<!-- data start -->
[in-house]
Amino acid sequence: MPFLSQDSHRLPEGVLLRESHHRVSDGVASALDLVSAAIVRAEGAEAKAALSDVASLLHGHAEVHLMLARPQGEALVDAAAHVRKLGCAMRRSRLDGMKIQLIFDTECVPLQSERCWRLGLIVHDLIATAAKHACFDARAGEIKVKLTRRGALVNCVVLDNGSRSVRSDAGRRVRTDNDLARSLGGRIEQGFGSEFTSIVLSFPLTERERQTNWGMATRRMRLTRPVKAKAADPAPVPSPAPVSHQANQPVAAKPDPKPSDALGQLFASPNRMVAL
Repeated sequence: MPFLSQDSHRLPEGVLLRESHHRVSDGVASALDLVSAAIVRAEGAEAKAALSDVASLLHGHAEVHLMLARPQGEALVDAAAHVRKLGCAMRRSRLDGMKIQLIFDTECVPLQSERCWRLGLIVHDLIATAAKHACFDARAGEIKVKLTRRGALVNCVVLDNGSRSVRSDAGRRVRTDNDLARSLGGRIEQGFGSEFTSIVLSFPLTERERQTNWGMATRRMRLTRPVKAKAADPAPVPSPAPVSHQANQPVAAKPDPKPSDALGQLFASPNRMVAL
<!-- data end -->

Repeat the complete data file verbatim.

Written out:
[in-house]
Amino acid sequence: MPFLSQDSHRLPEGVLLRESHHRVSDGVASALDLVSAAIVRAEGAEAKAALSDVASLLHGHAEVHLMLARPQGEALVDAAAHVRKLGCAMRRSRLDGMKIQLIFDTECVPLQSERCWRLGLIVHDLIATAAKHACFDARAGEIKVKLTRRGALVNCVVLDNGSRSVRSDAGRRVRTDNDLARSLGGRIEQGFGSEFTSIVLSFPLTERERQTNWGMATRRMRLTRPVKAKAADPAPVPSPAPVSHQANQPVAAKPDPKPSDALGQLFASPNRMVAL
Repeated sequence: MPFLSQDSHRLPEGVLLRESHHRVSDGVASALDLVSAAIVRAEGAEAKAALSDVASLLHGHAEVHLMLARPQGEALVDAAAHVRKLGCAMRRSRLDGMKIQLIFDTECVPLQSERCWRLGLIVHDLIATAAKHACFDARAGEIKVKLTRRGALVNCVVLDNGSRSVRSDAGRRVRTDNDLARSLGGRIEQGFGSEFTSIVLSFPLTERERQTNWGMATRRMRLTRPVKAKAADPAPVPSPAPVSHQANQPVAAKPDPKPSDALGQLFASPNRMVAL